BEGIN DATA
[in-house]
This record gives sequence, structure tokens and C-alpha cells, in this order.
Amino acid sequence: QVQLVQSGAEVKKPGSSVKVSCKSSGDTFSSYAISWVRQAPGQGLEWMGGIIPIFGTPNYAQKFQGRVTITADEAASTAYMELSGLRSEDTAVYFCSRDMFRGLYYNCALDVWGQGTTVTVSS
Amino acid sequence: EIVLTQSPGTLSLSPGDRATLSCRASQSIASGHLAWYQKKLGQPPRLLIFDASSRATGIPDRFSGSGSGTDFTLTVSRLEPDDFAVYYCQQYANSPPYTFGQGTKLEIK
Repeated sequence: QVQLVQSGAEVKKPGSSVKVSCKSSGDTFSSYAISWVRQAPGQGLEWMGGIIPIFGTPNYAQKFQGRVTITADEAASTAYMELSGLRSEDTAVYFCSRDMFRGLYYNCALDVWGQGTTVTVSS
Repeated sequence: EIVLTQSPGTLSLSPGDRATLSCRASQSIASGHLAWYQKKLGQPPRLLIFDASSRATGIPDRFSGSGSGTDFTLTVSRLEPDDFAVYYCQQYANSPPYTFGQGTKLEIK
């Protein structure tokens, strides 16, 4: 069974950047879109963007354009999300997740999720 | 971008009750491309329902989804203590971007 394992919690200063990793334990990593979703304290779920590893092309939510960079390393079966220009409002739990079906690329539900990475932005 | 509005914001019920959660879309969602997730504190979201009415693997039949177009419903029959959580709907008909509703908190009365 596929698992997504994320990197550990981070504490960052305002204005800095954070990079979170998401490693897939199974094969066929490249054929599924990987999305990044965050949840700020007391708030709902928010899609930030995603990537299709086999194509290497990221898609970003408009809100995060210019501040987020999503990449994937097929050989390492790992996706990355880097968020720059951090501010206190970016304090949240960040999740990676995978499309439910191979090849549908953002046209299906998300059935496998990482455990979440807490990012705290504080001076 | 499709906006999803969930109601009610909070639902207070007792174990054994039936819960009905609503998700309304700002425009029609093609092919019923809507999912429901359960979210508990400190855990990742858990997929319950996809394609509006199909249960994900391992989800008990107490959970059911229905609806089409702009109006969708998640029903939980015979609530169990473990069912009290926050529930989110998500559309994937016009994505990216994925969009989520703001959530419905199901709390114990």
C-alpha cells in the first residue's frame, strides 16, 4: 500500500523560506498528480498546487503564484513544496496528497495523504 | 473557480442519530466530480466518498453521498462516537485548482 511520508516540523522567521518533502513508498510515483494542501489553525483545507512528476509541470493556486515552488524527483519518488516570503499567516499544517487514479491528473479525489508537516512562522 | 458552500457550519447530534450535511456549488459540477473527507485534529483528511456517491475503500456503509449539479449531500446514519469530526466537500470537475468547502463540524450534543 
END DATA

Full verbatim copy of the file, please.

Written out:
[in-house]
This record gives sequence, structure tokens and C-alpha cells, in this order.
Amino acid sequence: QVQLVQSGAEVKKPGSSVKVSCKSSGDTFSSYAISWVRQAPGQGLEWMGGIIPIFGTPNYAQKFQGRVTITADEAASTAYMELSGLRSEDTAVYFCSRDMFRGLYYNCALDVWGQGTTVTVSS
Amino acid sequence: EIVLTQSPGTLSLSPGDRATLSCRASQSIASGHLAWYQKKLGQPPRLLIFDASSRATGIPDRFSGSGSGTDFTLTVSRLEPDDFAVYYCQQYANSPPYTFGQGTKLEIK
Repeated sequence: QVQLVQSGAEVKKPGSSVKVSCKSSGDTFSSYAISWVRQAPGQGLEWMGGIIPIFGTPNYAQKFQGRVTITADEAASTAYMELSGLRSEDTAVYFCSRDMFRGLYYNCALDVWGQGTTVTVSS
Repeated sequence: EIVLTQSPGTLSLSPGDRATLSCRASQSIASGHLAWYQKKLGQPPRLLIFDASSRATGIPDRFSGSGSGTDFTLTVSRLEPDDFAVYYCQQYANSPPYTFGQGTKLEIK
């Protein structure tokens, strides 16, 4: 069974950047879109963007354009999300997740999720 | 971008009750491309329902989804203590971007 394992919690200063990793334990990593979703304290779920590893092309939510960079390393079966220009409002739990079906690329539900990475932005 | 509005914001019920959660879309969602997730504190979201009415693997039949177009419903029959959580709907008909509703908190009365 596929698992997504994320990197550990981070504490960052305002204005800095954070990079979170998401490693897939199974094969066929490249054929599924990987999305990044965050949840700020007391708030709902928010899609930030995603990537299709086999194509290497990221898609970003408009809100995060210019501040987020999503990449994937097929050989390492790992996706990355880097968020720059951090501010206190970016304090949240960040999740990676995978499309439910191979090849549908953002046209299906998300059935496998990482455990979440807490990012705290504080001076 | 499709906006999803969930109601009610909070639902207070007792174990054994039936819960009905609503998700309304700002425009029609093609092919019923809507999912429901359960979210508990400190855990990742858990997929319950996809394609509006199909249960994900391992989800008990107490959970059911229905609806089409702009109006969708998640029903939980015979609530169990473990069912009290926050529930989110998500559309994937016009994505990216994925969009989520703001959530419905199901709390114990």
C-alpha cells in the first residue's frame, strides 16, 4: 500500500523560506498528480498546487503564484513544496496528497495523504 | 473557480442519530466530480466518498453521498462516537485548482 511520508516540523522567521518533502513508498510515483494542501489553525483545507512528476509541470493556486515552488524527483519518488516570503499567516499544517487514479491528473479525489508537516512562522 | 458552500457550519447530534450535511456549488459540477473527507485534529483528511456517491475503500456503509449539479449531500446514519469530526466537500470537475468547502463540524450534543 